Sunset on Rattanakosin Island

The core of Bangkok is the old city, the section of Phra Nakhon district known as Rattanakosin Island. It was here, in 1782, that King Rama I established Krung Thep Maha Nakhon – what we foreigners call Bangkok.  In addition to being the home of the Grand Palace, Wat Pho, and many government buildings, there are many vibrant communities on Rattanakosin Island and plenty of great food. The other evening, I took a canal boat into the old city as a brilliant sunset bathed the City of Angels (for that is what the Thai name for Bangkok means) in gold.

This is a fascinating little neighborhood nestled just next to Fort Mahakan (see the map below) looking east towards Wat Sakhet, also known as Golden Mount. Fort Mahakan is one of only two forts that remain from the original 14 that defended the old city. Wat Sakhet itself predates Bangkok by many years, but the man-made hill was built during the reign of King Rama III. It was originally meant to be a giant chedi, or stupa, but the ground could not support the structure and it collapsed mid-construction. Over many years, it was covered with brush and locals came to refer to it as “Phu Khao” or Golden Mount. Under King Rama V (late 1800s), a small chedi was built on top of the hill and is said to contain relics of the Buddha, brought from India.

Looking the opposite direction from nearly the same spot as the first picture, you see a plaza with a statue of King Rama III. Wat Ratchanadda is in the background. This plaza used to be filled with a grand old cinema – the Chalerm Thai (pics here) – that was torn down in 1989 to create more inviting views along Ratchadamnoen Avenue. While I generally hate the idea of destroying old single-screen movie palaces, the view at this important corner was definitely improved with its removal.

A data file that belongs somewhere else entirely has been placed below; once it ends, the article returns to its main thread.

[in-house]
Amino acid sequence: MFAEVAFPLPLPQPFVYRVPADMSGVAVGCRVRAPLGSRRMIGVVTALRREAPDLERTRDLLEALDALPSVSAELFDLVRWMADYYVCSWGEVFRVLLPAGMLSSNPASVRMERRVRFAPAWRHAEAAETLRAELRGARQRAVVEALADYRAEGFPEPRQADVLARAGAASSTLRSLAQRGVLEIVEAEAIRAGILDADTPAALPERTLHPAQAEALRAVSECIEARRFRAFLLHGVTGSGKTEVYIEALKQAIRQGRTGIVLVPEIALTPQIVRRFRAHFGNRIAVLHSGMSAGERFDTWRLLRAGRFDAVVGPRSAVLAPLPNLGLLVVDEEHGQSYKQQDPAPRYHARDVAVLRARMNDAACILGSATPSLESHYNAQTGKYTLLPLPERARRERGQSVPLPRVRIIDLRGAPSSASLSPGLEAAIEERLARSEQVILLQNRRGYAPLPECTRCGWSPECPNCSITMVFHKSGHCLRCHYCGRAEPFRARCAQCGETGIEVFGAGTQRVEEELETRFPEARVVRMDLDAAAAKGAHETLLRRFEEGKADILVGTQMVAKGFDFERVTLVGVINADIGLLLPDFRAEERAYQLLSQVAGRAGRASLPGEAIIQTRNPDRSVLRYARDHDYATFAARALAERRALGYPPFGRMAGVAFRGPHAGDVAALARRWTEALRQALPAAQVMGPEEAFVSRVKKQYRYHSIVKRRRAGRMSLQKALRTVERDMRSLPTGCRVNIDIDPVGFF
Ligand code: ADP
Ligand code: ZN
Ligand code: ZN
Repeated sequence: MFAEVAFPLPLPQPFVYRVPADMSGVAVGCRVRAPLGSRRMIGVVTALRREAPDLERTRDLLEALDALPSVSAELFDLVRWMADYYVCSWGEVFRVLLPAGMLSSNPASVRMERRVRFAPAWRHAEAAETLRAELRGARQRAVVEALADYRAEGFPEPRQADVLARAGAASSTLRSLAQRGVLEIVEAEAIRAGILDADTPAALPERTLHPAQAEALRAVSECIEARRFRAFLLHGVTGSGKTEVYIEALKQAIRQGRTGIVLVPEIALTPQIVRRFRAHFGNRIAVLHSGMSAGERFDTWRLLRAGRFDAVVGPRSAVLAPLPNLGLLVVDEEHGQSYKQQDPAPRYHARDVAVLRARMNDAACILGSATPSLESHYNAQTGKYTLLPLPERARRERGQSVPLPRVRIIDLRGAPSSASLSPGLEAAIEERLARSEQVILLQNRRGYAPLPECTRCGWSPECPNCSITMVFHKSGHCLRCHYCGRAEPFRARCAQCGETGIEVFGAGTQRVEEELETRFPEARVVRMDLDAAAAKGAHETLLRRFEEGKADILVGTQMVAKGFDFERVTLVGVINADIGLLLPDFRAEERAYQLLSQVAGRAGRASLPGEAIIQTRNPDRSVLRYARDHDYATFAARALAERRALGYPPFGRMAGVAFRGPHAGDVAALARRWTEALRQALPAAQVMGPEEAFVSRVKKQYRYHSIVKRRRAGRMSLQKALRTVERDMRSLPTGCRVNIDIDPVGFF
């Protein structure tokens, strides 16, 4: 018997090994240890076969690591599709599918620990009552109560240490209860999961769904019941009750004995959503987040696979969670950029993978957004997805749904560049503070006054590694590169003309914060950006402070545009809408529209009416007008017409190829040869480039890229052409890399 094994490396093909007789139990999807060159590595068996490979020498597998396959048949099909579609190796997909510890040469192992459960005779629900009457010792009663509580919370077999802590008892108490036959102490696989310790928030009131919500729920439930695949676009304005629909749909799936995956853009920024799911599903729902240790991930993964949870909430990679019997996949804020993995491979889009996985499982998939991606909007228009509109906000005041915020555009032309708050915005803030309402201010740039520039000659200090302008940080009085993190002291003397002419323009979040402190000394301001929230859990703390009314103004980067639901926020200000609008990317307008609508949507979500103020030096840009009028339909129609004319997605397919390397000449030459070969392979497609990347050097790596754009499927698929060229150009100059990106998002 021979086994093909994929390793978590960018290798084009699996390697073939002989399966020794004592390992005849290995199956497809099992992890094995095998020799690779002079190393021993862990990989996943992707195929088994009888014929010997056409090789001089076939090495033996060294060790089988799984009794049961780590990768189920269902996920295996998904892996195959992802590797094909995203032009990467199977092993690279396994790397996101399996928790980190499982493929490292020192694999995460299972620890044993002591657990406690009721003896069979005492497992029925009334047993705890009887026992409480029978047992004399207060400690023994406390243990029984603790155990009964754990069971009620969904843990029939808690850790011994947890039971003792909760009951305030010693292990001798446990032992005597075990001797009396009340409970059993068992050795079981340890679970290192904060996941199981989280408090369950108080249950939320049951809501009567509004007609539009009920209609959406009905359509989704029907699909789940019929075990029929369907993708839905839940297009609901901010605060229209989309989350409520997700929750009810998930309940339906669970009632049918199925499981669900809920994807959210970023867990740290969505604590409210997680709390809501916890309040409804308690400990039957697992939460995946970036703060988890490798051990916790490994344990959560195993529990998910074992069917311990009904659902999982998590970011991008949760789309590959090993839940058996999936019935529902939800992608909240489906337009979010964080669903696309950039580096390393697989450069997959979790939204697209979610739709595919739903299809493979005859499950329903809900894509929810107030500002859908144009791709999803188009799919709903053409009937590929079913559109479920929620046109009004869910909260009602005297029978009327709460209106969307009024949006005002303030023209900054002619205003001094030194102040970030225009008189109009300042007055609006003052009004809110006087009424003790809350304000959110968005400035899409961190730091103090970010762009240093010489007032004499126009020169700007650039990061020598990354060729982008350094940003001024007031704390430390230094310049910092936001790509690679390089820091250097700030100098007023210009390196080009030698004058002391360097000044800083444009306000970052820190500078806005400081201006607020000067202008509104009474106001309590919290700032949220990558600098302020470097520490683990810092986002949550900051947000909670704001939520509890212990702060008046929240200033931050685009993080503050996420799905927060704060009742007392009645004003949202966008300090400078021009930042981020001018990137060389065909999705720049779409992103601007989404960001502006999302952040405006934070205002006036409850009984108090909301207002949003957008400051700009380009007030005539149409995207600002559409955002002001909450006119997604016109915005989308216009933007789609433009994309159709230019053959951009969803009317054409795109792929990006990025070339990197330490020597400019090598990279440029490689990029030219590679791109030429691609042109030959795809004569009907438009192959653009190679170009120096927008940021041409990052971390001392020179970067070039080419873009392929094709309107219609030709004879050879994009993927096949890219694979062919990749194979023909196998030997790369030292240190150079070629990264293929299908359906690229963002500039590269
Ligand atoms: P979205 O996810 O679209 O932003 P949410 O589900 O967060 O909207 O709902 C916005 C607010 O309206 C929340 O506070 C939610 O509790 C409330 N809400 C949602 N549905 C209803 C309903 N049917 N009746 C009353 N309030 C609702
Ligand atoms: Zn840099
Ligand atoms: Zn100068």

A few blocks away, we stopped for an early dinner on a small soi just off Thanon Tanao, is the center of the map below, right north of the intersection of Thanon Bamrung Mueang. This cute little neighborhood, called Phraeng Phuton, features one of the first automobile repair shops in Thailand (still in business and has a collection of classic Aston-Martins and Mercedes parked inside) and it was also Bangkok’s first driver’s license bureau. 

This is one of the corners of the city, just a few blocks away from the noisy (and very foreign) Khao San Road backpacker neighborhood, that deserves more attention from visitors to Thailand. In many ways, it is a time capsule, very easy to slip back and see what life was like in Bangkok many decades ago.

The Wikipedia map, in case you want to reference the locations of the above pictures. Original and larger versions here.

0 thoughts on “Sunset on Rattanakosin Island

  1. I hope the gov’t will preserve these old parts of the city. I had no idea Khao San Rd. has such a long life as a backpacker enclave. It always struck me as a bit odd that people will travel so far just to stay in familiar surroundings.

  2. I’m glad to see entries like this one, showing parts of the city which I used to roam around! Well, I hope to visit again someday, and have a eating trip as well! πŸ˜›

  3. Love the first photo of the sun setting and I can see why it is called the City of Angels in gold. Amazing colors.The skies are amazing in the back ground of the photos. What an amazing place to have an adventure.

  4. @rudyhou – Streetfood – lots of good places. We can go on your next visit.@Grannys_Place – Every so often, we get a spectacular sunset that makes you forget all the dingy aspects of the city.@Fatcat723 – Of course, one group’s idea of “preservation” clashes with another’s, so we have to sort that out.@oxyGENE_08 – Please let me know when you plan to come. There are certainly plenty of suggestions I can provide.@murisopsis – You should come and find out!@CurryPuffy – Someday? Just grab W and fly on over.@ElusiveWords – That’s what I don’t care for about the Khao San area. It is “Thai” only in a superficial way. If you are backpacking around the country, make an effort to see the real country. If most of the people around you look just like you, you aren’t seeing the real country.

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